Reviews:: Ted Leo / Pharmacists live @ Richard's on Richards

The last time Ted Leo & Pharmacists (nice new site design) rolled into Vancouver, I made the simple observation that the band was one of the few that seemed to be aging with me. All too often bands evolve and artists you love go in a different direction than you do, and you are left with a hearty sense of nostalgia. Ted Leo is an artist. I’m not talking physically – although gone was the t-shirt, in it’s place a button-up nicely tucked into his white pants – but I mean maturing in his life outlook and songwriting.

Ted’s, more so than almost any other artist out there today, is conscious of his words and his values. Unlike so many artists, Ted exists in a world greater than sound bites and headlines. He speaks out for his generation, but it isn’t with the anger of confusion. It is the anger of frustration; frustration at a system that seems to be getting worse. He isn’t sending out his words in angry bursts of “George Bush hates black people” shock, but rather through well thought out, lucid sentences. He’s angry, but understands that simply being angry doesn’t get your point across. Simply yelling about a cause you know nothing about is useless. He raises his voice for emphasis, not just to be heard. He doesn’t curse because he has nothing to say, but more to grab your attention with frank, honest emotion. He’s trying to move past the foolish things he did as a younger man (in this case, the fact they covered Kelly Clarkson because people always scream it out. I must say though, he summed up his thoughts on that song perfectly – “It’s never going to happen. I’m not embarrassed it was something we did, but it would be horrible if it’s something we do.”)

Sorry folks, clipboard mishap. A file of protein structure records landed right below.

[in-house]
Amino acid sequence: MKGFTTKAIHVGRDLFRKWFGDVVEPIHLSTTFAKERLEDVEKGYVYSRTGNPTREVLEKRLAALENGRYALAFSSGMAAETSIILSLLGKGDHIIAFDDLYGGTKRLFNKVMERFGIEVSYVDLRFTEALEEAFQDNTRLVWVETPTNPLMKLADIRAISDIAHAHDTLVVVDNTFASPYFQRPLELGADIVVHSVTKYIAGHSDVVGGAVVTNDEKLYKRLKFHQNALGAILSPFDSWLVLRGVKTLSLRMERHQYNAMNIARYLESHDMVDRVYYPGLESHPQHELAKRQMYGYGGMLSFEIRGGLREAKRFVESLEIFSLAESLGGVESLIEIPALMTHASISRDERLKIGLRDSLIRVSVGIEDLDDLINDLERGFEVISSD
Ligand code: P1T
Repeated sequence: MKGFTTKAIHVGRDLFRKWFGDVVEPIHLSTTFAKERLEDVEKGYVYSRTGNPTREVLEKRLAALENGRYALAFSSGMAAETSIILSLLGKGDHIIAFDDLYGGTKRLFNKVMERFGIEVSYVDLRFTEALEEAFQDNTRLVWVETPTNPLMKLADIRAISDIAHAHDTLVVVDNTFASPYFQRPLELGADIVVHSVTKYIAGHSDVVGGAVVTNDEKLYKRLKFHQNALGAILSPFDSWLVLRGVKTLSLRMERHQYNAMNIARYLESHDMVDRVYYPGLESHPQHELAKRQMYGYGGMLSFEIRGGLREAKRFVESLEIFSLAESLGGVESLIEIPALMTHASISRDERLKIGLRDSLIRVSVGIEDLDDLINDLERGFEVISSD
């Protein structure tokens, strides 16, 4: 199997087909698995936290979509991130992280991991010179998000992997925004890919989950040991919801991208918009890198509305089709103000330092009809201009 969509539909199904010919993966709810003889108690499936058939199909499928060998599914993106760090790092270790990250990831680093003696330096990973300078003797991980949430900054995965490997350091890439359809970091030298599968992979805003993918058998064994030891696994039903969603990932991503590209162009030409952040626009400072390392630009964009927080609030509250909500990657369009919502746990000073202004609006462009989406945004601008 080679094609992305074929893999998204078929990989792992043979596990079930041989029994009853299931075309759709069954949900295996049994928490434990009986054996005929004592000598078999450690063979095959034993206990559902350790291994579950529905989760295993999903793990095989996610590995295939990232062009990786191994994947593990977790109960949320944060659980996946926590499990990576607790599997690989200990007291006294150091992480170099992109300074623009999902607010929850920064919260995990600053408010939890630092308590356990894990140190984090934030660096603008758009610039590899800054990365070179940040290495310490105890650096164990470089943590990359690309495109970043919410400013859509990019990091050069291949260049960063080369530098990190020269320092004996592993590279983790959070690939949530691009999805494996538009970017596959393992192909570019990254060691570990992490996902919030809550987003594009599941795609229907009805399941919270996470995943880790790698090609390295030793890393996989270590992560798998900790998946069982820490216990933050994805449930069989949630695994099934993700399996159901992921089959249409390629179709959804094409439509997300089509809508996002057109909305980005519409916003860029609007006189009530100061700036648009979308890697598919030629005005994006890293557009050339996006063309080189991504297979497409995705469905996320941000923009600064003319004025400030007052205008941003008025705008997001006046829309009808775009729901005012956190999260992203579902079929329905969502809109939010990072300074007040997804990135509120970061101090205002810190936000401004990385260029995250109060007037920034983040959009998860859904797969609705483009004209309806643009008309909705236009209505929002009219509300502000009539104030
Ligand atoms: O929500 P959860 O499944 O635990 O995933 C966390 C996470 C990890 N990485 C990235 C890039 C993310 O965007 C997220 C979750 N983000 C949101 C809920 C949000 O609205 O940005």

What this means, at least to me, is that the band’s live show is continually improving and exceeding my expectations. I’m sure my love for the band influenced my enjoyment Wednesday night, but this was probably the best set I’ve seen the band play (which is crazy when you realize that Ted was sick and his guitar was falling apart). The first reason was the pleasant surprise that the band is a four-piece again. To help capture the sounds of the new record – Living with the Living – Ted invited former Pharmacist James Canty to join the band on the road. The result was an even fuller sound and really let the band crank up the songs. With an extra rhythm guitar, the band had the chance to add longer builds and outros, making it impossible for the crowd to stand still. From the opening notes of Sons of Cain, the crowd raised glasses, jumped and smiled for the next hour and fifteen minutes.

The nice thing about Ted’s catalog is that songs he wrote 6 years ago still fit into the sets. Timorous Me stands side-by-side with La Costa Brava and Walking to Do. As a result, he’s able to impress fans both new and old. I’ve written about Ted’s shows for years, so there is no need to go on and on, but I was surprised that some of my favorite songs they played were the songs from the new record that I was only lukewarm on. The dubbed out vibe of The Unwanted Things, the Manic Street Preachers tinged The Lost Brigade and the frantic, chaos of Bomb.Repeat.Bomb translated perfectly into the set.

For anyone on the fence about seeing Ted again, do yourself a favor and get your ticket today. He’s a great performer and a spokesman for a generation at a time we really need one.

Video:: Bottle of Bucky (live @ Richard’s on Richards April 18th/07) ** will be uploaded later, as it's still crapping out


@ 2:52 PM, Anonymous kicked the following game:

I've seen TL/RX probably about 12 times or more and I agree this show was up there. Can't wait to see the BOB video you have, especially cause he dedicated it to me!!!

 

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